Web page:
I'm a champion bike mechanic...

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Mulger bill
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Re: I'm a champion bike mechanic...

Postby Mulger bill » Mon Jan 22, 2018 10:48 pm

New SLX 1x11 drivetrain arrived Friday 8)

Did the install today.

Cut the chain a link or two short :roll:
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jackthelad
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Re: I'm a champion bike mechanic...

Postby jackthelad » Tue Jan 23, 2018 1:20 am

Mulger bill wrote:New SLX 1x11 drivetrain arrived Friday 8)

Did the install today.

Cut the chain a link or two short :roll:


How did you do that?
you only have to wrap it around one chainring
and over the largest Cassette Cog , and thru the clutch Derrailleur
really , really hard to !! BAN ME NOW FOR SWEARING !! up
plus with joining quicklinks ... Even for Shitmano.....
you could have ridden it long and recut, without issues
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Re: I'm a champion bike mechanic...

Postby jasonc » Tue Jan 23, 2018 12:03 pm

Jack - without the wheel installed, it would be easy
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Mulger bill
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Re: I'm a champion bike mechanic...

Postby Mulger bill » Tue Jan 23, 2018 9:35 pm

Followed the standard procedure, ring and big cog without the mech and add a link. Get the feeling my hand slipped between measuring and grabbing the chainbreaker
...whatever the road rules, self-preservation is the absolute priority for a cyclist when mixing it with motorised traffic.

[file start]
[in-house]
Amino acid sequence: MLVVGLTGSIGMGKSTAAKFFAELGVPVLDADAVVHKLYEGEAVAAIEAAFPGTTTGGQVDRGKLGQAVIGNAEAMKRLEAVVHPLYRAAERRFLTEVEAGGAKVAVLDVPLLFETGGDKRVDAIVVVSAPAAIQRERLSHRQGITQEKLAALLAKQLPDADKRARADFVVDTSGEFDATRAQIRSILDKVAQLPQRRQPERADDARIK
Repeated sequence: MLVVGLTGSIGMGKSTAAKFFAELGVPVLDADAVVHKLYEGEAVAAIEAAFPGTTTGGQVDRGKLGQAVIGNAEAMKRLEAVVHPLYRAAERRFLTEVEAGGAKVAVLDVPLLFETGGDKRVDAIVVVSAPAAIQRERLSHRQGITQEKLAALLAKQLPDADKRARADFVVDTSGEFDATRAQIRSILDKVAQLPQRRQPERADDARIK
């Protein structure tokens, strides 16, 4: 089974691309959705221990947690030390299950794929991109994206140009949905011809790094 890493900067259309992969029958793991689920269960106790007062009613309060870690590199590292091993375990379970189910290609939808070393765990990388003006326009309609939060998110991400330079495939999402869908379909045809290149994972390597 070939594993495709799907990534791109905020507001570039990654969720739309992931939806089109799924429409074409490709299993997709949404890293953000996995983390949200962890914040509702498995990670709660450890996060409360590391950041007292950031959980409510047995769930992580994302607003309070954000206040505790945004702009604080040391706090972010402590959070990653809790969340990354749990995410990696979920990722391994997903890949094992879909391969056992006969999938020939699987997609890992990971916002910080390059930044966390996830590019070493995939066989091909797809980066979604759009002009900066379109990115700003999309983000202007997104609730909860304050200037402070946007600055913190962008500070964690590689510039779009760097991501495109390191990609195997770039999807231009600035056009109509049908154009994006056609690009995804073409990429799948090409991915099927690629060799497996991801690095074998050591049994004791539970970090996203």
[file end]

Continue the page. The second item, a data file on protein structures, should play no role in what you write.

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Re: I'm a champion bike mechanic...

Postby 10speedsemiracer » Tue Jan 23, 2018 10:24 pm

Mulger bill wrote:Followed the standard procedure, ring and big cog without the mech and add a link. Get the feeling my hand slipped between measuring and grabbing the chainbreaker


No big deal, we've all done it. Or cut cable housing just that little bit too short, or crimped the crimp end just that little bit too much until its no longer recognizable as a crimp end. No biggie, just means you have a spare, short-ish chain floating around.
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Re: I'm a champion bike mechanic...

Postby Duck! » Tue Jan 23, 2018 10:37 pm

Mulger bill wrote:Followed the standard procedure, ring and big cog without the mech and add a link.

For future reference, that's a crap method of chain measurement. I don't care if it's suggested by some component manufacturers, it's still a crap method. Always include the derailleur in your measuring to ensure you've got a margin for safety, especially if rear suspension is involved.
I had a thought, but it got run over as it crossed my mind.